# Work Project Bid Creation and Negotiation

## Using spreadsheets to make real-time changes to bids

Implement the following steps to transform our skeleton spreadsheet into a working tool for preparing bids for a job that matters to you.

### STEP 1: Download the skeleton and input items in each bid category

Download the skeleton bid spreadsheet HERE that is a start of a bid Eric put together for a ventilation system for his attic.

Edit the cells that are specific to Eric's sample with your own content. Describe the job you're planning to bid for. Then move category by category and add relevant content to labor, materials, insurance, discounts, taxes, etc. You can feel free to change any columns you want to make the bid correct for your application.

### STEP 2: Implement basic multiplication formulas for calculating extnded price

These formulas are located in the cells in the extended price columns and should multiply the unit quantity times the unit price. So the extended price for 5 hours of labor at \$45 per hour would be 5*45. Use the following image to help you. NOTE that the colum numbers and rows are different in the image than your template to prevent your brain from turning to mush! Remember that once you have a formula in one cell, you can use "formula paste" to copy the formula in a smart way to other cells. Select a cell with a formula you want to copy. Hover your mouse over the lower left corner where there is a little black square. Your mouse cursor will change to a cross hairs. This means you can click and drag to the cells in which you want to copy the formula. Remember to check your formulas each time, since the pasting doesn't always work.

### STEP 3: Calculate sub-totals for each expense category

Clients like to know how much they are paying for labor versus materials, etc. Use the sum() function to calcluate the sub-totals for each category. Use the following image as a guide" ### STEP 4: Calculate the subtotal across all categories in pre-tax subtotal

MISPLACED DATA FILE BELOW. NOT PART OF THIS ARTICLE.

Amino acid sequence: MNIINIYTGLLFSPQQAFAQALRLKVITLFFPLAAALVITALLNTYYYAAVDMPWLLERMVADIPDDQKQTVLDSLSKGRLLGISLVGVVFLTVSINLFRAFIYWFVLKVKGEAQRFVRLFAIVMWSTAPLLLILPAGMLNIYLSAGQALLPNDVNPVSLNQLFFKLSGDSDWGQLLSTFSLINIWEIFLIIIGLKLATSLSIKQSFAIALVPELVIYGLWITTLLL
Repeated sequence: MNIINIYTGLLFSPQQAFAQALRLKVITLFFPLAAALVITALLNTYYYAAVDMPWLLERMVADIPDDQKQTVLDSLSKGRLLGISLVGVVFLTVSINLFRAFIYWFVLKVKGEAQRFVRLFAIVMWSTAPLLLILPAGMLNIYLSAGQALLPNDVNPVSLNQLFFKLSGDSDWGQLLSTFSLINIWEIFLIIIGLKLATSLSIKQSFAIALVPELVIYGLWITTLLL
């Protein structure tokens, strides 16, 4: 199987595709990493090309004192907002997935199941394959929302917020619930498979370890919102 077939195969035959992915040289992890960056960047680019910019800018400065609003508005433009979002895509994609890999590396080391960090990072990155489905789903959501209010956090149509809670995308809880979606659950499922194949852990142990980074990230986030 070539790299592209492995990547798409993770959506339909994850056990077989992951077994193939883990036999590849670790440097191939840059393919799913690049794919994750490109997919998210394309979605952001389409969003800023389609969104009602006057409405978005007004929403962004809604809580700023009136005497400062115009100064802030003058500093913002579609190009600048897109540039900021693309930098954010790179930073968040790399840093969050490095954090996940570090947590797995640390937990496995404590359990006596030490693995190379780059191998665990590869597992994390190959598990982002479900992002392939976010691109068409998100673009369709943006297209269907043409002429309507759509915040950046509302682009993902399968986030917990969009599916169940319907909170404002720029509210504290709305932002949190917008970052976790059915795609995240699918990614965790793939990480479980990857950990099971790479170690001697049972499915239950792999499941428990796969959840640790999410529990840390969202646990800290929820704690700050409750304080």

This will be used for calculating discount amounts and taxes. In this case, we are creating a sum, but the cells aren't next to one another, so we have to select the cells individually and create a total that way: ### STEP 5: Calculate discount amounts

Format your percent columns using the percent data type accessible on the home ribbon. Once we have the percents correct, we need to calculate the discount amount using the current subtotal from all the expense categories. We'll use an absolute reference to the subototal column by placing a \$ in front of the column letter and row number so that when we copy that formula into other cells, we're still multiplying by the same subtotal cell.

Here's the sample of calculating the amount Don't for get to create a sum for the discount total. Note that the amounts are in () to indicate that they are negative. This is a discount on an expense, so it should be negative.

### STEP 6: Calculate the subtotal after discounts

Before we calculate taxes, let's create a subtotal after discounts have been applied. NOTE that we ADD the discount value to the subtotal before discounts since the discounts are NEGATIVE. Adding a negative value to a positive is the same as subtraction, which we want. ### STEP 6: Calculate taxes based on the subtotal after discounts

Taxes are based on the value after discounts, so multiply the subtotal after discounts by the tax percentage. ### STEP 7: Calculate the grand total

Once we have taxes summed up, we can add the total taxes to the subtotal after discounts. Here's the screen shot: ### STEP 8: Format cells that you can edit during the bid conference

Color code the cells that you can edit with the client in a distinctive color. The last thing you want is to accidentally edit a cell with a formula in front of a client and have to fumble around to recreate it. In this example, we're making editable cells green with a thin border. ### STEP 9: Prepare to create a bid with a client assigned to you

Now that you have your spreadsheet all ship-shape, tinker with the editable cells to see how the total should all change when any one cell is edit.

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